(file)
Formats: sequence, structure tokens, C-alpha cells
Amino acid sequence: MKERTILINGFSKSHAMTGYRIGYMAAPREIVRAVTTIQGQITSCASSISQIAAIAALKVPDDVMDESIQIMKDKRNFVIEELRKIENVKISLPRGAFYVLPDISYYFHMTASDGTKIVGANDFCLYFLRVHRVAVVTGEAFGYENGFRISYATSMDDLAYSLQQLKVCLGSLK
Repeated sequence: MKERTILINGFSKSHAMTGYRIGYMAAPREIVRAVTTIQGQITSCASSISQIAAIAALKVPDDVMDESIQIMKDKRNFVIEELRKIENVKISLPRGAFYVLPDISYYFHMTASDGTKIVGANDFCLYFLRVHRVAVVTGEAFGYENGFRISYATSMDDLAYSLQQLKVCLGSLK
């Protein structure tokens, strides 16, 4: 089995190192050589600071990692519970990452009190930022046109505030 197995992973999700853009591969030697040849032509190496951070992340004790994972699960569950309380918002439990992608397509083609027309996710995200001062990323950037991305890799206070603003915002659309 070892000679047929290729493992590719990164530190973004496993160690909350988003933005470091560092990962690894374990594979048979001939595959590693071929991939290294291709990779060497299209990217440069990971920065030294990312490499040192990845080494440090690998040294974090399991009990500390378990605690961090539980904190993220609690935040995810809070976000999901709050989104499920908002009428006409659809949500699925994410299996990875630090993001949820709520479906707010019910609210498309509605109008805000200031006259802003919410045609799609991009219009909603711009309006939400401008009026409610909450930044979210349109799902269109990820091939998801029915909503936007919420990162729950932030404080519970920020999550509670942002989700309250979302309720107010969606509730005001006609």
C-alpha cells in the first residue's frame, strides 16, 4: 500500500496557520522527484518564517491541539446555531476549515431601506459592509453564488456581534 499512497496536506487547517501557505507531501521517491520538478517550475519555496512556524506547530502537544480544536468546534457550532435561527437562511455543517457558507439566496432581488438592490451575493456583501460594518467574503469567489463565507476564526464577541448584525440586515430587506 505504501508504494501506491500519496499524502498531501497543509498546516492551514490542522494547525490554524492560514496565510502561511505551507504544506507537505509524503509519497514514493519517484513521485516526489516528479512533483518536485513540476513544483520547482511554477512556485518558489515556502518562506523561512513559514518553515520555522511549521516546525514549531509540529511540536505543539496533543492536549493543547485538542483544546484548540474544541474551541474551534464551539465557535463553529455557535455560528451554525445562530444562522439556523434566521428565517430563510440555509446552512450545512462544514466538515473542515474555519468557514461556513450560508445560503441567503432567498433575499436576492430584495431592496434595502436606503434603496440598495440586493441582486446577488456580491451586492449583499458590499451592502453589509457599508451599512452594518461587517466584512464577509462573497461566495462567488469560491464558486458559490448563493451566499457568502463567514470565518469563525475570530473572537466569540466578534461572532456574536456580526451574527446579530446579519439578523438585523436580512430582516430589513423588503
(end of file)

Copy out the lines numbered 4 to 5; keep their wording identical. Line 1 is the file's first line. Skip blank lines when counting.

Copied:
């Protein structure tokens, strides 16, 4: 089995190192050589600071990692519970990452009190930022046109505030 197995992973999700853009591969030697040849032509190496951070992340004790994972699960569950309380918002439990992608397509083609027309996710995200001062990323950037991305890799206070603003915002659309 070892000679047929290729493992590719990164530190973004496993160690909350988003933005470091560092990962690894374990594979048979001939595959590693071929991939290294291709990779060497299209990217440069990971920065030294990312490499040192990845080494440090690998040294974090399991009990500390378990605690961090539980904190993220609690935040995810809070976000999901709050989104499920908002009428006409659809949500699925994410299996990875630090993001949820709520479906707010019910609210498309509605109008805000200031006259802003919410045609799609991009219009909603711009309006939400401008009026409610909450930044979210349109799902269109990820091939998801029915909503936007919420990162729950932030404080519970920020999550509670942002989700309250979302309720107010969606509730005001006609």
C-alpha cells in the first residue's frame, strides 16, 4: 500500500496557520522527484518564517491541539446555531476549515431601506459592509453564488456581534 499512497496536506487547517501557505507531501521517491520538478517550475519555496512556524506547530502537544480544536468546534457550532435561527437562511455543517457558507439566496432581488438592490451575493456583501460594518467574503469567489463565507476564526464577541448584525440586515430587506 505504501508504494501506491500519496499524502498531501497543509498546516492551514490542522494547525490554524492560514496565510502561511505551507504544506507537505509524503509519497514514493519517484513521485516526489516528479512533483518536485513540476513544483520547482511554477512556485518558489515556502518562506523561512513559514518553515520555522511549521516546525514549531509540529511540536505543539496533543492536549493543547485538542483544546484548540474544541474551541474551534464551539465557535463553529455557535455560528451554525445562530444562522439556523434566521428565517430563510440555509446552512450545512462544514466538515473542515474555519468557514461556513450560508445560503441567503432567498433575499436576492430584495431592496434595502436606503434603496440598495440586493441582486446577488456580491451586492449583499458590499451592502453589509457599508451599512452594518461587517466584512464577509462573497461566495462567488469560491464558486458559490448563493451566499457568502463567514470565518469563525475570530473572537466569540466578534461572532456574536456580526451574527446579530446579519439578523438585523436580512430582516430589513423588503